Elisa in FreeBSD

Elisa (product page, release announcements blog) is a music player designer for excellent integration into the KDE Plasma desktop (but of course it runs everywhere, including some non-Free platforms). I had used it a few times, but had not gotten around to packaging it. So today I threw together a FreeBSD port of Elisa, and you’ll be able to install it from official packages whenever the package cluster gets around to it.

Screenshot of pkg info for ElisaI say “threw together” because it took me only a half hour (most of that was just building it a half-dozen times in different ways). The Elisa code itself is very straightforward and nice. It doesn’t even spit out a single warning with Clang 6 on FreeBSD. That’s an indicator (for me, anyway) of good code. So if you want more music on FreeBSD, it’s there! (And the multimedia controls work from the SDDM lock screen, too)

Freenode#live post

 

Photo of a KDE Slimbook and a pint

Slimbook and a pint of Cider

The weekend of 3 and 4 November Dave and I went to staff the KDE booth at Freenode#live, in Bristol. I had never been in that corner of England before, It turns out to have hills, and a river, and tides. Often an event brings me to a city, and then out, without seeing much of it. This time I traveled in early and left late the day after the event so I had some time to wander around, and it was quite worthwhile.

Turns out there is quite a lot of cider available, and the barman gave me an extensive education on the history of cider and a bit on apple cultivation when I asked about it. Sitting down with a Slimbook and a pint can be quite productive; I got some Calamares fixes done before the conference.

Photo of table with KDE logos

Our stand, before visitors arrived

We (as in the KDE community) have invested into getting booth materials ready for this kind of events, so we quickly had Konqui peeking at visitors and Plasma running on a range of devices (no Power9 this week, though). Dave had 3D-printed a KDE logo we stuck to the top of the monitor, and had a pile of leaflets and stickers (KDE, neon, Krita, GCompris, and some Wiki To Learn) to hand out.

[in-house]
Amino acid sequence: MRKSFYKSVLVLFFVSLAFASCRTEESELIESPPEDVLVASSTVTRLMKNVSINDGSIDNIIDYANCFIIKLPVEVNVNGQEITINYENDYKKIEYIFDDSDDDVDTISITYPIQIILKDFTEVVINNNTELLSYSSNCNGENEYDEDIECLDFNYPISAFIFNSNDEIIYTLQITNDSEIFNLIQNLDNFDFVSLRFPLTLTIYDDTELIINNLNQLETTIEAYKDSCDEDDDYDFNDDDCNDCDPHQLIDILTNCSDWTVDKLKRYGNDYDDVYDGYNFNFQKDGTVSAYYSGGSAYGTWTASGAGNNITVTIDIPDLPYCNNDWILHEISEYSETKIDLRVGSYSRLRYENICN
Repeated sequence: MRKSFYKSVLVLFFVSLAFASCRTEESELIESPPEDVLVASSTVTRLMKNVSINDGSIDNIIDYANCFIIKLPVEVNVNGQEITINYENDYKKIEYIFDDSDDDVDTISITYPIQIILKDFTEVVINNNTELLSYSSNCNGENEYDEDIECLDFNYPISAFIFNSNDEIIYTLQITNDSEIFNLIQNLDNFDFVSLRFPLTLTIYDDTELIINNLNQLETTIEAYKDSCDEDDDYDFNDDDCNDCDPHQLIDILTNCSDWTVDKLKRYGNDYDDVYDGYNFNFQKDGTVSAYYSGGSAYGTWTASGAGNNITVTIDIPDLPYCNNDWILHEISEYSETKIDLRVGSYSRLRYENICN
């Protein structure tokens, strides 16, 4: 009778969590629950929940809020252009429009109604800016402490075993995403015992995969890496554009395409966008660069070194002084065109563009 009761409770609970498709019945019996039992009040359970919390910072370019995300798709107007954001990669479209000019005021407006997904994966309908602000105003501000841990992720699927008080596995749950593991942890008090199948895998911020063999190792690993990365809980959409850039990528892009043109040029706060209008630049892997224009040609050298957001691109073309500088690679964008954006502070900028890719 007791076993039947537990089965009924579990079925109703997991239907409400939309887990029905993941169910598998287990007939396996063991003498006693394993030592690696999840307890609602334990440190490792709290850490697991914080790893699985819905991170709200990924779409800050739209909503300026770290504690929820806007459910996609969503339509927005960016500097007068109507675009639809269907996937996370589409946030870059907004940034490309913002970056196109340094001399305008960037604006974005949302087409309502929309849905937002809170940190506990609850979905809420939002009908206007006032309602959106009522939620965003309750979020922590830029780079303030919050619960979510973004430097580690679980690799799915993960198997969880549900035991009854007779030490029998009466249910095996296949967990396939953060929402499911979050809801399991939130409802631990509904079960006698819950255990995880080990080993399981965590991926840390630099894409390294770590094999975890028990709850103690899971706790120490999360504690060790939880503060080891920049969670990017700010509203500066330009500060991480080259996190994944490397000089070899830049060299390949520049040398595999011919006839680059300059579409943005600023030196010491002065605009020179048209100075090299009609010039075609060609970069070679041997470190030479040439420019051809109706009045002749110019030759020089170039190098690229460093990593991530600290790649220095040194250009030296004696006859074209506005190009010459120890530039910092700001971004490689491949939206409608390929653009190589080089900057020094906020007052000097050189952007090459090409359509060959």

Next to our stand was MineTest, with a demo and they sat hacking at the code of the game for most of the weekend. On the other side, Freenode themselves were handing our IRC.horse stickers and other goodies.

Photo of Dave talking with people

The hallway track

A conference booth isn’t just about giving away goodies, though, and we spent the weekend, 9-to-5, talking with people about the KDE community and its software products. Plasma could be seen — and played with — on the machines we had at hand, and we did some small application demo’s. As usual, people told us they used i3 — and our response as usual is that Free Software on the desktop is better than non-free software. Some people had last used KDE in 2010 or so, so we could show how the different parts now operate independently and more flexibly — and how Plasma is now pretty darn lightweight.

Here in the photo is Dave extolling the virtues of something. (I’ve edited the photo to make some people in the background un-recognizable by pasting Dave’s eyeball over their faces — I forgot to ask permission to post)

Photo of stage with presentation

Conference track

.. and a conference isn’t just about the booths and vendor stands, either. It’s about the talks. Here’s one I sat in on about business models and how licensing affects the available models (in particular with reference to recent license changes in some projects). The KDE community is interesting because it’s not one-community-one-company like a lot that I see. We have a collection of small and medium companies building on, and building with, the KDE community’s software products. I think that’s healthy and generally happy. No licensing gotcha’s for us when using Qt under the LGPL version 2.1 and KDE’s Frameworks also under the LGPL.

Two talks I would like to single out are Leslie Hawthorn and VM Brasseur, (those are YouTube links). Neither are technical talks, but social talks, about what we (as Free Software contributors) do and why, and social issues we all face — and how to bring Software Freedom to more people.

A concept I didn’t know existed was platform shaming. See above: there’s lots of ways to use Free Software from the KDE community, in combination with i3, or on Windows, and on Free Software operating systems. Those are all OK.

Photo of Dave with laptop

Bugfixing Dave

I’d like to thank Dave for being a great booth- room- and dinner-mate, and Christel and the Freenode#live crew for a wonderful well-organized weekend. Not to mention the speakers and attendees who made it a happy and instructive time.

Freenode#live

This weekend, Freenode#live is in Bristol, in the UK. It’s a FOSS-community type event. I’ll be there with David, and we’ll be doing a KDE booth to show off our technologies (which are cool) and our community (which I think is a great one). Stop by and see the Pinebook. Chat about the Nextcloud Include project. Or tell us you prefer to use i3 — that’s diversity in action (and i3 works fine together with other software from the KDE community).